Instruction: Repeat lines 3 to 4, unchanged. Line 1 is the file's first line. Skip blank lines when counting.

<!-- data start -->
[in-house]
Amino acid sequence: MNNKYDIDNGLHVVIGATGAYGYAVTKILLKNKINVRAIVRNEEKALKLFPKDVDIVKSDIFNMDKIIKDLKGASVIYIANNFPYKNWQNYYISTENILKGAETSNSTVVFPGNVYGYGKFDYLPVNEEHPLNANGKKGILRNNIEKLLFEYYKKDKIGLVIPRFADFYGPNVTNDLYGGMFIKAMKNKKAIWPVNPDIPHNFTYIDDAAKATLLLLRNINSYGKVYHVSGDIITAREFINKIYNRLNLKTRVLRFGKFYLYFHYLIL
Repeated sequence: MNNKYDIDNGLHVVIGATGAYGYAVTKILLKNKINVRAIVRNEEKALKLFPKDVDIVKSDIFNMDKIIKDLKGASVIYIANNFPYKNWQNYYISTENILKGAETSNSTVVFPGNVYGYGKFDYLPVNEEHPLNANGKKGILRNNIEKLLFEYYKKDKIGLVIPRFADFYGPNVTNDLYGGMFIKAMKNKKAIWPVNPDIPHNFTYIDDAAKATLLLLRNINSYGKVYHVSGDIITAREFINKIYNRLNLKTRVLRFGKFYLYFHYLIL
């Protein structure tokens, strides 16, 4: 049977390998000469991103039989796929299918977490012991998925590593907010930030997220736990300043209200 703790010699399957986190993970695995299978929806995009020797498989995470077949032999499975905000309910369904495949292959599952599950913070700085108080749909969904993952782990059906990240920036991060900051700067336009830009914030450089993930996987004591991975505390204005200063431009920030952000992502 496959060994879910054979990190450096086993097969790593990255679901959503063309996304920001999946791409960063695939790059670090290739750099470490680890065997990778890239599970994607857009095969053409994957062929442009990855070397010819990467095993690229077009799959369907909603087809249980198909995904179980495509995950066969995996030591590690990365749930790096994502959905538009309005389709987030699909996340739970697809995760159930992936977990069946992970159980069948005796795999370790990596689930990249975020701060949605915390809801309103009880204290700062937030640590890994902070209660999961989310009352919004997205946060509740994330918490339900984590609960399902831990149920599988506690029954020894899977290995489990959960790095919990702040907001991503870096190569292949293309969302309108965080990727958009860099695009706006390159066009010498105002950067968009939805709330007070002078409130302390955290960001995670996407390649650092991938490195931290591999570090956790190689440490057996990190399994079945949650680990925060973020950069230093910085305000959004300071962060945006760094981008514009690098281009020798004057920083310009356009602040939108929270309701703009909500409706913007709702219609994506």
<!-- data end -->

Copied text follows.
Repeated sequence: MNNKYDIDNGLHVVIGATGAYGYAVTKILLKNKINVRAIVRNEEKALKLFPKDVDIVKSDIFNMDKIIKDLKGASVIYIANNFPYKNWQNYYISTENILKGAETSNSTVVFPGNVYGYGKFDYLPVNEEHPLNANGKKGILRNNIEKLLFEYYKKDKIGLVIPRFADFYGPNVTNDLYGGMFIKAMKNKKAIWPVNPDIPHNFTYIDDAAKATLLLLRNINSYGKVYHVSGDIITAREFINKIYNRLNLKTRVLRFGKFYLYFHYLIL
């Protein structure tokens, strides 16, 4: 049977390998000469991103039989796929299918977490012991998925590593907010930030997220736990300043209200 703790010699399957986190993970695995299978929806995009020797498989995470077949032999499975905000309910369904495949292959599952599950913070700085108080749909969904993952782990059906990240920036991060900051700067336009830009914030450089993930996987004591991975505390204005200063431009920030952000992502 496959060994879910054979990190450096086993097969790593990255679901959503063309996304920001999946791409960063695939790059670090290739750099470490680890065997990778890239599970994607857009095969053409994957062929442009990855070397010819990467095993690229077009799959369907909603087809249980198909995904179980495509995950066969995996030591590690990365749930790096994502959905538009309005389709987030699909996340739970697809995760159930992936977990069946992970159980069948005796795999370790990596689930990249975020701060949605915390809801309103009880204290700062937030640590890994902070209660999961989310009352919004997205946060509740994330918490339900984590609960399902831990149920599988506690029954020894899977290995489990959960790095919990702040907001991503870096190569292949293309969302309108965080990727958009860099695009706006390159066009010498105002950067968009939805709330007070002078409130302390955290960001995670996407390649650092991938490195931290591999570090956790190689440490057996990190399994079945949650680990925060973020950069230093910085305000959004300071962060945006760094981008514009690098281009020798004057920083310009356009602040939108929270309701703009909500409706913007709702219609994506």